Snake River Pottery

Sometime in 2007 or 2008, Snake River Pottery between Bliss and Hagerman Idaho faded into history. No new pottery studio appears to be emerging in Hagerman. The site of Snake River Pottery is now a private residence.

The owner and builder Aldrich “Drich” Bowler passed away January 16, 2007 at the age of 91 after running Snake River Pottery for 60 years. He built his former home and site of the Snake River Pottery with his long time friend and architect, Arthur Troutner, who he met at the University of Idaho. Art and Drich built the house by hand with very little money back in 1947. It was probably Troutner’s first residence. Troutner went on to design and build homes in the Ketchum-Boise region often using trademark stone that was quarried at a quarry owned by Troutner and his brother Paul in Oakley. That is the same stone used in the Teater house, designed by Frank Lloyd Wright and within view of the former Snake River Pottery. Troutner also designed the Kibbie Dome at the University of Idaho and the circular Boise Little Theater.

W. Mark Felt, “Deep Throat” of the Nixon-Watergate Era, was another long-time friend of Drich Browler. They had attended the University of Idaho together, as well. Drich Bowler had dated Felt’s future wife while attending high school in Gooding.

Drich Bowler was a co-founder and lead actor in the Antique Festival Theatre, which brought theater to small towns in the 60’s and 70’s. Drich had studied acting in New York City where he lived in a tiny apartment with Marlon Brando.

I remember my first visit to the Snake River Pottery in the late 90’s. No one was home, but a note was left on the door to help yourself and leave a check for whatever you decide to take. The vase we selected still has a prominent place in our home. On a subsequent visit, we were shown an old VW bug Drich had engineered that was powered by a dozen or so batteries and was used nearly two decades before our visit. At more than 25 years ago, it would have been Idaho’s first electric car.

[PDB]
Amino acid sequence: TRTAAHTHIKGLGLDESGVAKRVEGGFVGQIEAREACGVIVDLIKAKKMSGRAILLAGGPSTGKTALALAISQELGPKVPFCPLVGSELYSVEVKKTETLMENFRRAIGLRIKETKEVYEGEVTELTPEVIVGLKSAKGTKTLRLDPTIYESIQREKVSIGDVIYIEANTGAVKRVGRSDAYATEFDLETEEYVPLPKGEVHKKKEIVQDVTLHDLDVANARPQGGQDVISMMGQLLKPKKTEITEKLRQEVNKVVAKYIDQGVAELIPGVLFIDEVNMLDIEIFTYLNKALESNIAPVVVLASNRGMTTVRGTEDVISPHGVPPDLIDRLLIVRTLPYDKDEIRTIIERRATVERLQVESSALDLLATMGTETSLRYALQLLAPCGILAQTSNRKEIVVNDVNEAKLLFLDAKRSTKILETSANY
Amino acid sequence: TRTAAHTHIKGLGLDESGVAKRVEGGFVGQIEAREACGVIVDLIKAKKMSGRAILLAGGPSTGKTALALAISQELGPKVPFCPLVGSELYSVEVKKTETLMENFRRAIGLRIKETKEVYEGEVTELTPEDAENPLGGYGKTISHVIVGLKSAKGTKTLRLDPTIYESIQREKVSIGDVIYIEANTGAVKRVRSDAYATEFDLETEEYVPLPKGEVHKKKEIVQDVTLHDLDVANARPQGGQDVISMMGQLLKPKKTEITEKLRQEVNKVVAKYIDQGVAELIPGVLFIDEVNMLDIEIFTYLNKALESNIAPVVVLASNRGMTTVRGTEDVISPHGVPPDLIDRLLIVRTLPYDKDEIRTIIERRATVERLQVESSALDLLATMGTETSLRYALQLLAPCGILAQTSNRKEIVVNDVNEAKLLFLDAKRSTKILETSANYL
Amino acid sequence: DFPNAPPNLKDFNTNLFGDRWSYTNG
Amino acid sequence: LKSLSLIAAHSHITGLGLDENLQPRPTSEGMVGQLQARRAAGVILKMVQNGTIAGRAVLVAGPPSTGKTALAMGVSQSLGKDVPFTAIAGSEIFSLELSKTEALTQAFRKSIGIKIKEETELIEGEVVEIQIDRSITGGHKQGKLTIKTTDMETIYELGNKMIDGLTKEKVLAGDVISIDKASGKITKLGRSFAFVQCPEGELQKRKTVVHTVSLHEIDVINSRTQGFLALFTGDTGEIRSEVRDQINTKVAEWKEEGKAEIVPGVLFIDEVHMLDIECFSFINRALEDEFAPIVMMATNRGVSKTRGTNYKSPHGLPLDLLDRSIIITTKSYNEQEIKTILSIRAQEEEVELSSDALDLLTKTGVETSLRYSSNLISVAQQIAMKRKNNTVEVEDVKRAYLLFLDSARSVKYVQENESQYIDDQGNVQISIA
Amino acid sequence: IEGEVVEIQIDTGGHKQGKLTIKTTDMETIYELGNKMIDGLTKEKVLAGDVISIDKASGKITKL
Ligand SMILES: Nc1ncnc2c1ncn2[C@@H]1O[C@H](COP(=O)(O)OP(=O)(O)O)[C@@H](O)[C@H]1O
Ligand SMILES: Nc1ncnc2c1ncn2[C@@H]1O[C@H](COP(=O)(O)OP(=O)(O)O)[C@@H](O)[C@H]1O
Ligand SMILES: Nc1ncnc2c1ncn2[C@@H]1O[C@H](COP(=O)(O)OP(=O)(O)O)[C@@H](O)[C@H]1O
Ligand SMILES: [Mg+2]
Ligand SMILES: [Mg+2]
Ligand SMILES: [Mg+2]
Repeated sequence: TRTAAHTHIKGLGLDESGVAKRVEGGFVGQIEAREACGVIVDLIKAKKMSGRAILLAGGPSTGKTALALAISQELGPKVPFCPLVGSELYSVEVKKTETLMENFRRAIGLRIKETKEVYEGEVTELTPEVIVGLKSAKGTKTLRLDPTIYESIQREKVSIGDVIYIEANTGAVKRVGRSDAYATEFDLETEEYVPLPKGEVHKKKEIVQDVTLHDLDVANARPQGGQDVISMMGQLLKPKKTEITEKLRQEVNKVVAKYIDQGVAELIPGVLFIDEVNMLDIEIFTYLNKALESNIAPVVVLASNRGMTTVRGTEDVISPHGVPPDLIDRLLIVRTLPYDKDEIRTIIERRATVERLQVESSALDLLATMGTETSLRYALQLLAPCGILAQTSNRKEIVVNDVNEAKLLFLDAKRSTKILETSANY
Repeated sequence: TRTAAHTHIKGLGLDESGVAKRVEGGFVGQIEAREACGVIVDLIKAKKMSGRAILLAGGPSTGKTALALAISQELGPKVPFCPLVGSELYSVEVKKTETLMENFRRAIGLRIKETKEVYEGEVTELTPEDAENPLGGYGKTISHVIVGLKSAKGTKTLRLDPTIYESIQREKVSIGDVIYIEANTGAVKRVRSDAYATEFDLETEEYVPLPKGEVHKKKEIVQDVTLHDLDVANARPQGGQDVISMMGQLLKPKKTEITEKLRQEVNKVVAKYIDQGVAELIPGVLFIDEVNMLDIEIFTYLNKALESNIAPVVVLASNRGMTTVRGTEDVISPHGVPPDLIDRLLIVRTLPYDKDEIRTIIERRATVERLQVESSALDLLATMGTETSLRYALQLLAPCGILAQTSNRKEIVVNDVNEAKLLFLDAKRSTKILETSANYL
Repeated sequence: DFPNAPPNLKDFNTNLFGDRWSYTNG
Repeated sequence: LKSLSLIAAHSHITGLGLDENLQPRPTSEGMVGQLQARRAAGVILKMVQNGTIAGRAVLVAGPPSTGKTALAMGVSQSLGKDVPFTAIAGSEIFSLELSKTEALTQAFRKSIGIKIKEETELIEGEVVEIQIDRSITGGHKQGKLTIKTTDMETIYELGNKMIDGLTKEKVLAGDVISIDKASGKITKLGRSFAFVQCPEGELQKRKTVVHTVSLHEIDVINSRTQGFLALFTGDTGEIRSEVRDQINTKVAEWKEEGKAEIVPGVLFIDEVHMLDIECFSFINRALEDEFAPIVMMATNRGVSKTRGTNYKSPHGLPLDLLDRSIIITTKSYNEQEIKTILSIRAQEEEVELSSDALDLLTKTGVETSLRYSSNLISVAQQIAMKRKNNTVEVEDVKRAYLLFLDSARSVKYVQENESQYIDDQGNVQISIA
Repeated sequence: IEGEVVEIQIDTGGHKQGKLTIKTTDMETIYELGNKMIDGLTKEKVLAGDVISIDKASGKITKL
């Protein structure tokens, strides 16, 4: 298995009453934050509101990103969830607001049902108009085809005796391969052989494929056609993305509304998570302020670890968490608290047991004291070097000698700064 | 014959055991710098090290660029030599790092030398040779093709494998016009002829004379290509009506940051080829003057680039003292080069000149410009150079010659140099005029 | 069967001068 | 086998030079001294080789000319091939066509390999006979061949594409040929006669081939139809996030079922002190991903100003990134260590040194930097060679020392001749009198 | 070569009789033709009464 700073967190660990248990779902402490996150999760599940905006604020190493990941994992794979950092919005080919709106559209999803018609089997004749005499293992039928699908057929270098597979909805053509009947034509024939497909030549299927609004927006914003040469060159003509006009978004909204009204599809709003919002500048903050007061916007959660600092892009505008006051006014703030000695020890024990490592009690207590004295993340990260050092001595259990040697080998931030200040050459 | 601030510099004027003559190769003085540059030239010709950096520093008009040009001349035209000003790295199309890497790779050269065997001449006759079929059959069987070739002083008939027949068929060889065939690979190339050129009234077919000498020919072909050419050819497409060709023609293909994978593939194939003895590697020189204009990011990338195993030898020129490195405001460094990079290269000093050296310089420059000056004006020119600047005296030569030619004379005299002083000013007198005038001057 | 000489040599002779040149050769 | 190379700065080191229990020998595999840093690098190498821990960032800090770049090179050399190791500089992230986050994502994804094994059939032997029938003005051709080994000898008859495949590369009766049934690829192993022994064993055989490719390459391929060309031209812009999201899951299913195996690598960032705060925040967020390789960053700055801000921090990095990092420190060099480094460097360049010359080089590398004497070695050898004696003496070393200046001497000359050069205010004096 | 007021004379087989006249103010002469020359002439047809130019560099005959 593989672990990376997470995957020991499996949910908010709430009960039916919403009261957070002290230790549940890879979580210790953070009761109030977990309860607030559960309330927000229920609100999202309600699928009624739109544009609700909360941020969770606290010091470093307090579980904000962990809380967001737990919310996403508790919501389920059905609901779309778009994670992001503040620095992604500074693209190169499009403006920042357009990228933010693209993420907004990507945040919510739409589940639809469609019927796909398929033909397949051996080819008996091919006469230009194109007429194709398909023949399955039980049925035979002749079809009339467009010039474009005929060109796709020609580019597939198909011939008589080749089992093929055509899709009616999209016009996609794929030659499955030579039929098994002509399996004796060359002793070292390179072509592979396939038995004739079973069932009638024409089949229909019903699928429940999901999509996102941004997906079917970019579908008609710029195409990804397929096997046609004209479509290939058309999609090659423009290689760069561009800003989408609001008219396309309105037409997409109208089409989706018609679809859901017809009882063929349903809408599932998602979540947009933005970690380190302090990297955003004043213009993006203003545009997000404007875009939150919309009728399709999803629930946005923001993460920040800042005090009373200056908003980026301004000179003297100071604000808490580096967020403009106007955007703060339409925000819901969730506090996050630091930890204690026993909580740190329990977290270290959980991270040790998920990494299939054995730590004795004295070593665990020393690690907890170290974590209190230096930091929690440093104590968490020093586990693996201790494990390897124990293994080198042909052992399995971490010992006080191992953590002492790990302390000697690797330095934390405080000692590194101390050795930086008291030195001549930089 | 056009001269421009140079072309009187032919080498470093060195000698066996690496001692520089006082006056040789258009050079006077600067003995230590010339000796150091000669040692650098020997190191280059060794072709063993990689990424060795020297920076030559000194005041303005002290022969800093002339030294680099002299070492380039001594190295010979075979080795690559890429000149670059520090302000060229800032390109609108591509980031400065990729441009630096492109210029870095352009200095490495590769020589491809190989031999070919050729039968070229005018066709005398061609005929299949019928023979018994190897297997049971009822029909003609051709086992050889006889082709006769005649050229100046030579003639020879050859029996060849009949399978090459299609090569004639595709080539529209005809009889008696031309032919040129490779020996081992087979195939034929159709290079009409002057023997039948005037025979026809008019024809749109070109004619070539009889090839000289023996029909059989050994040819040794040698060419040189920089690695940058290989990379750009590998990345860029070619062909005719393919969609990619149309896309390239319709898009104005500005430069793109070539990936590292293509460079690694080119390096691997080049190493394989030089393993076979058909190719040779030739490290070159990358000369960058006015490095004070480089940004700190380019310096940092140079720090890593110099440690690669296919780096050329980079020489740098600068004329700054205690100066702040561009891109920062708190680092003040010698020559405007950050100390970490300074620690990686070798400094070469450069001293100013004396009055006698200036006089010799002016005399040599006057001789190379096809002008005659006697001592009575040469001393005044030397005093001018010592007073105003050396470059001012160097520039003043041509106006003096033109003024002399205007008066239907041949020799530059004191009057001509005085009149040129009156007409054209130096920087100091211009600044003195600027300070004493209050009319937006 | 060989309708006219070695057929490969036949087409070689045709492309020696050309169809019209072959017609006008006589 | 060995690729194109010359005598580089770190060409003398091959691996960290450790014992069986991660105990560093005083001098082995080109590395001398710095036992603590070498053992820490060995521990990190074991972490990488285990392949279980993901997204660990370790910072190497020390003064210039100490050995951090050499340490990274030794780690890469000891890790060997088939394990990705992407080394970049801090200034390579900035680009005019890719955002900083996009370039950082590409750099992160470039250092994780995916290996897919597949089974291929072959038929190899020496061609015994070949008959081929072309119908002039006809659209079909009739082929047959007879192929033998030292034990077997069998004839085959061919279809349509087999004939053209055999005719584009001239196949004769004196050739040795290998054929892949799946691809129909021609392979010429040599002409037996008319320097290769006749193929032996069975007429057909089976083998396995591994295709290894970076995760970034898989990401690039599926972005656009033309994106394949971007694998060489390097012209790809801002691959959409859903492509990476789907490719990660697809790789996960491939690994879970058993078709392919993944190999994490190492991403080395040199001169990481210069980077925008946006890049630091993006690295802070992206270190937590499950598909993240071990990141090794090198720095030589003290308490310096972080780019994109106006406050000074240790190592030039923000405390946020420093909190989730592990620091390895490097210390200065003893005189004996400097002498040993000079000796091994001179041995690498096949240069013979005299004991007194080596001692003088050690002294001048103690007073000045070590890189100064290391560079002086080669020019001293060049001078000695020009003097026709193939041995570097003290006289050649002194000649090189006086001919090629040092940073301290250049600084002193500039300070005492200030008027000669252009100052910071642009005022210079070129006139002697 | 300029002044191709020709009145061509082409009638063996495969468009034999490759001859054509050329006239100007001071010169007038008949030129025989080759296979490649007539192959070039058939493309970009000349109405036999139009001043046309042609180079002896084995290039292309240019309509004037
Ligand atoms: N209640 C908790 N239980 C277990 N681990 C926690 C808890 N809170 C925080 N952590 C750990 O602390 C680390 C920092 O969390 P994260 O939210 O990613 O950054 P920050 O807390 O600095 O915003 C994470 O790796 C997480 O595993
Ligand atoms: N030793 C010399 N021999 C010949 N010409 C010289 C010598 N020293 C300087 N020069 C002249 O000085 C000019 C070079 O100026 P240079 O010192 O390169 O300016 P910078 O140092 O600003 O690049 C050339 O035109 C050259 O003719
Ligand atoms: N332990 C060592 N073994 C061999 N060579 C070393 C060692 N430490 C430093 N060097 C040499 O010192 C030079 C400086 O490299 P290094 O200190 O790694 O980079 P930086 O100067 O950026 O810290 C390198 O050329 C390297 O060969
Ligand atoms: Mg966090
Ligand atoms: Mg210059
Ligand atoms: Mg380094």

It seems a shame that the Snake River Pottery has not continued as a tribute to Drich Bowler, an icon and integral part of the fabric that makes Idaho history.

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6 Comments

  1. jlawrence01
    Posted August 2, 2010 at 8:04 pm | Permalink | Reply

    I stopped in Snake River Pottery in 2002 or so while we were in Idaho. We walked into the studio and thought we were alone.

    Then, Mr.Bowler walked out and talked with us for 20-30 minutes. At the time, he was in poor health and dependent on an oxygen tank. However, you could see the passion as he explained his craft to us.

    It is a real shame that the studio is closed. The view from that porch was a million dollar view as you could see a mountain spring fed creek flowing into the Snake River.

  2. Colleen Nichols
    Posted October 5, 2011 at 2:52 pm | Permalink | Reply

    My brother took drama in high school from Drich in Buhl. I was in the Antique Festival Theatre as a child. He was quite an
    artist and the Theatre Company was incredible esp. for a small community like Buhl.
    I want to see if I could locate any of his pottery pieces. We left Idaho in the late 60′s and have no clue who may have
    some of his work.
    Thank you,
    Colleen

    • Anonymous
      Posted June 10, 2012 at 9:41 am | Permalink | Reply

      I have a Piece of Di pottery..cant seem to find anything about it…Is there someone who could help me in my Quest to find out about it..??? Please and Thank you

      • paultower
        Posted June 14, 2012 at 10:38 pm | Permalink | Reply

        Di was Drich Bowler’s wife. She would sign her work ‘Di’ along with the year it was made. I don’t know if she or anyone else kept a catalog of her works.

  3. Anonymous
    Posted June 19, 2012 at 5:18 pm | Permalink | Reply

    Would it help if i sent a pic of it..????

  4. Susan C
    Posted April 15, 2014 at 7:30 pm | Permalink | Reply

    I too have a piece of Snake River pottery by Drich. I also met him late in his life when he was very ill. The piece I own is a legged bowl shaped platter, which he told me was the only legged platter he ever made. I treasure this piece which is quite large and use it to serve large cuts of meat at holidays. Drich’s home was filled with pottery pieces that were in use as everyday objects. I, too, miss the pottery. It was one of my favorite places to take visiting friends and family.

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